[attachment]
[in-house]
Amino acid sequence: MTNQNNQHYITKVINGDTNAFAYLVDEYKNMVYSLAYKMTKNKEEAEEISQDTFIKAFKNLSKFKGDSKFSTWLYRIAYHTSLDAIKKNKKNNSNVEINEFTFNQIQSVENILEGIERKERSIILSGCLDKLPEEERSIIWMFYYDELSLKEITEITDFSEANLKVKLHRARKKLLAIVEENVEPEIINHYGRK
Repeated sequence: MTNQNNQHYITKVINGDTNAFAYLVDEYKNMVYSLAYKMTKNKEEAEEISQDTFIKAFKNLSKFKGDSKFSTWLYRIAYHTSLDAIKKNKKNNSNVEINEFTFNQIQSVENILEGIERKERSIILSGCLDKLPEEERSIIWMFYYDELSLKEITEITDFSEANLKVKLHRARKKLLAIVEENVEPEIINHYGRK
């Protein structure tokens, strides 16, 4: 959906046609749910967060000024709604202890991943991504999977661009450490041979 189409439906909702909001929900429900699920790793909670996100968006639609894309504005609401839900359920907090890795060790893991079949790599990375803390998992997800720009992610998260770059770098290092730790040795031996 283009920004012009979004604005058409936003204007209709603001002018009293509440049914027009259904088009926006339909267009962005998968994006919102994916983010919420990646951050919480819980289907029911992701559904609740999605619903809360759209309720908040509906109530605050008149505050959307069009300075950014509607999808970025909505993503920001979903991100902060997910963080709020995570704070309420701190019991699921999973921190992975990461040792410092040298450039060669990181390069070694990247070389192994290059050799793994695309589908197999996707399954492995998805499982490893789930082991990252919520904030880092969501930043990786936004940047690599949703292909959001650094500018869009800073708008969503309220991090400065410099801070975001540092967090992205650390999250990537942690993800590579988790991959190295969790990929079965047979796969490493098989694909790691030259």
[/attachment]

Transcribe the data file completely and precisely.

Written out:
[in-house]
Amino acid sequence: MTNQNNQHYITKVINGDTNAFAYLVDEYKNMVYSLAYKMTKNKEEAEEISQDTFIKAFKNLSKFKGDSKFSTWLYRIAYHTSLDAIKKNKKNNSNVEINEFTFNQIQSVENILEGIERKERSIILSGCLDKLPEEERSIIWMFYYDELSLKEITEITDFSEANLKVKLHRARKKLLAIVEENVEPEIINHYGRK
Repeated sequence: MTNQNNQHYITKVINGDTNAFAYLVDEYKNMVYSLAYKMTKNKEEAEEISQDTFIKAFKNLSKFKGDSKFSTWLYRIAYHTSLDAIKKNKKNNSNVEINEFTFNQIQSVENILEGIERKERSIILSGCLDKLPEEERSIIWMFYYDELSLKEITEITDFSEANLKVKLHRARKKLLAIVEENVEPEIINHYGRK
């Protein structure tokens, strides 16, 4: 959906046609749910967060000024709604202890991943991504999977661009450490041979 189409439906909702909001929900429900699920790793909670996100968006639609894309504005609401839900359920907090890795060790893991079949790599990375803390998992997800720009992610998260770059770098290092730790040795031996 283009920004012009979004604005058409936003204007209709603001002018009293509440049914027009259904088009926006339909267009962005998968994006919102994916983010919420990646951050919480819980289907029911992701559904609740999605619903809360759209309720908040509906109530605050008149505050959307069009300075950014509607999808970025909505993503920001979903991100902060997910963080709020995570704070309420701190019991699921999973921190992975990461040792410092040298450039060669990181390069070694990247070389192994290059050799793994695309589908197999996707399954492995998805499982490893789930082991990252919520904030880092969501930043990786936004940047690599949703292909959001650094500018869009800073708008969503309220991090400065410099801070975001540092967090992205650390999250990537942690993800590579988790991959190295969790990929079965047979796969490493098989694909790691030259």